Jun 11, 2009 Herm Card Uncategorized
Welcome to the City Eagle series on the Syracuse city School District’s Say Yes to education:
In a seemingly radical departure from the typical urban school philosophy of struggling to maintain a level of achievement that satisfies the testing standards of the New York State Education Department, the Syracuse City School District is embracing an educational philosophy that encourages success through providing students the opportunity to succeed in ways that may not seem typical in an urban setting, through programs that might seem more at home in suburban districts where “eclectic” education is more common.
In a remarkably extensive cooperative effort among the Syracuse City School District, Say Yes to Education, Inc. and Syracuse University, the SCSD has implemented the “Syracuse Say Yes to Education and Economic Development Demonstration Program.”
The City Eagle’s Say Yes in the SCSD Series will explore the program in depth, looking at its origin, its implementation, its purpose, its connection to the community, its programs, its financial impact and its current outcomes.
At the same time, we must remember that SAY YES is by no means the only energizing force within the educational community of Syracuse. It is merely one aspect, albeit a very significant one, of an urban school district that is striving to provide meaningful education on all levels. Those other aspects will also be examined as this series progresses, keeping in mind that the majority of the personnel involved in the “hands on” part of this program are the teachers and staff members of the SCSD.
Syracuse Says “Yes” to Education
Part 1: Kung Fu, Marionettes and a Whole Lot of Energy
In December 2008, the Syracuse City School District implemented the Say Yes program in its Corcoran Quadrant. The program will expand to the Fowler Quadrant in the fall, and will eventually include the Henninger and Nottingham Quadrants as well. Thus, Syracuse will become the first school district to embrace and employ the Say Yes program district wide.
In the past month I have had the opportunity to observe end of the year celebrations of the Say Yes program in three Corcoran Quadrant schools, Van Duyn, Elmwood and Roberts. In each school, I witnessed the type of enthusiasm and energy that all teachers strive to instill in their students. I saw the results of teacher/student cooperation that more than belies the stereotypical image of downtrodden teachers trying to educate the uneducable in an urban setting, fighting against the standards and assessments rather than truly educating their students.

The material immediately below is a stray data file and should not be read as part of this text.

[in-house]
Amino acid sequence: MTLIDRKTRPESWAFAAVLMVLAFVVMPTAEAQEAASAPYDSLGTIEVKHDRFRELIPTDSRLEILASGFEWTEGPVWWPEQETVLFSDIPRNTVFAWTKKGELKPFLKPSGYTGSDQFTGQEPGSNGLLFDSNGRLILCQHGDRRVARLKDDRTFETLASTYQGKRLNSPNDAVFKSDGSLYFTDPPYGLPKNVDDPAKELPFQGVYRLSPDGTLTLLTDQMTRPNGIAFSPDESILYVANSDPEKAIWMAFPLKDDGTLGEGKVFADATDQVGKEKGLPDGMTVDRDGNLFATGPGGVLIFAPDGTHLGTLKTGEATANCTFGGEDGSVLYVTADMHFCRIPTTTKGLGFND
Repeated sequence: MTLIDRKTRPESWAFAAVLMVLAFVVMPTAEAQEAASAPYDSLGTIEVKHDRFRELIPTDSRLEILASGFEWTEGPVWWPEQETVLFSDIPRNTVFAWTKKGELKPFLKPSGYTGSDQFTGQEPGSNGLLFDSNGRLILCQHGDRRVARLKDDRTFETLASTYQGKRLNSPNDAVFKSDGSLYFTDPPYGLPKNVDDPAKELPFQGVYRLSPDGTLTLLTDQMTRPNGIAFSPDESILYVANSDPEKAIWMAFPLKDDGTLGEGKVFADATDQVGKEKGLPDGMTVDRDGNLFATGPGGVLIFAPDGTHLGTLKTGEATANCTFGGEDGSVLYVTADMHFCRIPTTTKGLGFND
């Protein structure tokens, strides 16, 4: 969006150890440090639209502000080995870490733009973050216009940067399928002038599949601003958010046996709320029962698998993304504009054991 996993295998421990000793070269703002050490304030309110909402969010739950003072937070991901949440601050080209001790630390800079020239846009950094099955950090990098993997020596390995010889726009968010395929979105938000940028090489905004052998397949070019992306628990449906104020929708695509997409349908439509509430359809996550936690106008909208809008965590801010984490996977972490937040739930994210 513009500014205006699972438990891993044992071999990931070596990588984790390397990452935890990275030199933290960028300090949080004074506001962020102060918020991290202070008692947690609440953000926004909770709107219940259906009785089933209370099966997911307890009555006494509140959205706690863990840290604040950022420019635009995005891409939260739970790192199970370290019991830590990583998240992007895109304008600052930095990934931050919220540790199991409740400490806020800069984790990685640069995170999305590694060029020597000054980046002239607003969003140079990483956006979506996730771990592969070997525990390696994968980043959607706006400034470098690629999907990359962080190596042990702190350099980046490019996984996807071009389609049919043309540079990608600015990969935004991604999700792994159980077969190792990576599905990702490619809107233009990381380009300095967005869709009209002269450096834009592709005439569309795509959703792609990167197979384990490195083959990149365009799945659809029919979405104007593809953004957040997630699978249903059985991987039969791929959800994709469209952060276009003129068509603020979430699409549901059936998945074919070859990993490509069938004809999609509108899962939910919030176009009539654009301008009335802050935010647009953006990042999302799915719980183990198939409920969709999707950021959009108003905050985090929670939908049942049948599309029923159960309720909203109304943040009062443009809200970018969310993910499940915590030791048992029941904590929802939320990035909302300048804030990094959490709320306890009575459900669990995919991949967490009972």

At Van Duyn, I saw several dozen students performing martial arts moves under the guidance of their kung fu instructor, Sharif Bey. At Roberts, Mrs. Merola’s students performed an updated version of Charlotte’s Web, a performance brought to life with the props and sets they had created themselves. At Elmwood, under the direction of art teacher Joe Foster, four students presented “The Crane Wife,” a Japanese fable, bringing the characters to life through the marionettes they had created.
What does this have to do with education? Everything. It has to do with giving students a chance to excel through achievement — through creating a tangible product, be it a piece of visual art, a theatrical performance, or the verbal explanation of the meaning of kung fu to a packed house at an assembly. Students are able to realize that nothing comes without effort and that the end result can fill them with pride. Students can gain a sense that there is more to school than the drudgery they may hear of from those whose experience was not successful, or from those who think that “school ain’t cool.”
A tenet of the Say Yes program is that everyone should be given the opportunity to succeed, and that ultimately, education is the backbone of that success. Through its ability to provide college funding for those who qualify, the SAY YES program has the ability to help insure the availability of a college education, but the ability to be accepted in college begins at the level I have been witnessing.
There is no question that not every student is a willing participant in every program offered. Not everyone can succeed at everything they try. There is never a guarantee of success. What is currently being guaranteed is the opportunity for success — the opportunity to work hard and to benefit from the results.
NEXT: A look at some of the people doing the work.
About Herm Card:
Herm Card has been a teacher for most of his adult life.
He honed his appreciation for education as a college baseball coach, military instructor, and as a middle and high school English teacher for more than three decades.
He serves on the board of the New York State English Council, and is co-editor of the council’s professional journal, The English Record. He is a former policy board member of the Central New York Teaching Center. He has worked with the New York State Education Department on all levels of the state’s ELA testing program and is the author of Barron’s New York State Grade 5 Achievemant Test Preparation Book. In addition, he has been a professional development consultant for more than 20 years and has extensive publishing credits in education journals, has won a couple of dozen grants for his teaching programs, and is a New York State English Council “Educator of Excellence.”
In short, he knows education from the inside. As the Eagle’s “street reporter” he has had the opportunity to explore the SCSD’s education system with the inside eye of a professional educator and the outside eye of a reporter.
In this series, he will explore that system, focusing on the SAY YES initiative, but also examining the programs and events that exemplify the philosophy of Say Yes, but were already part of the energetic, educational programming in our schools.